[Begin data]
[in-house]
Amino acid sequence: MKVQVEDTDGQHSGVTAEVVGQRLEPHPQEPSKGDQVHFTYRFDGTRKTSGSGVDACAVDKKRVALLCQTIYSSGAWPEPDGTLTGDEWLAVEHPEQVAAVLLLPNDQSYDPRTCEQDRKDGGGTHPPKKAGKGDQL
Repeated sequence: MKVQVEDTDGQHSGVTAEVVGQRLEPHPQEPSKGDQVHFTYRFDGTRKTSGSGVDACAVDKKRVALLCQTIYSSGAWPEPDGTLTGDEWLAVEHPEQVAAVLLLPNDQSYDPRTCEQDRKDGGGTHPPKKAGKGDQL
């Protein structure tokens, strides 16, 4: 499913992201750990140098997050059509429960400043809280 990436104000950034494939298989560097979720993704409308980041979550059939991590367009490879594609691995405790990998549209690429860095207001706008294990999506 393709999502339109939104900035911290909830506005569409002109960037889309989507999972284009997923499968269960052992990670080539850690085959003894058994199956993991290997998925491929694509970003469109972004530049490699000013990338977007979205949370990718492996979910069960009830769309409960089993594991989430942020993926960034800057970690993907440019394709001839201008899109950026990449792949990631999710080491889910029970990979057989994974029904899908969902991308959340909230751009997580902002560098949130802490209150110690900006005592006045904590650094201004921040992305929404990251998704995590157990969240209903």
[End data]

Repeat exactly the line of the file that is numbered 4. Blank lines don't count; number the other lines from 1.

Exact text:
């Protein structure tokens, strides 16, 4: 499913992201750990140098997050059509429960400043809280 990436104000950034494939298989560097979720993704409308980041979550059939991590367009490879594609691995405790990998549209690429860095207001706008294990999506 393709999502339109939104900035911290909830506005569409002109960037889309989507999972284009997923499968269960052992990670080539850690085959003894058994199956993991290997998925491929694509970003469109972004530049490699000013990338977007979205949370990718492996979910069960009830769309409960089993594991989430942020993926960034800057970690993907440019394709001839201008899109950026990449792949990631999710080491889910029970990979057989994974029904899908969902991308959340909230751009997580902002560098949130802490209150110690900006005592006045904590650094201004921040992305929404990251998704995590157990969240209903």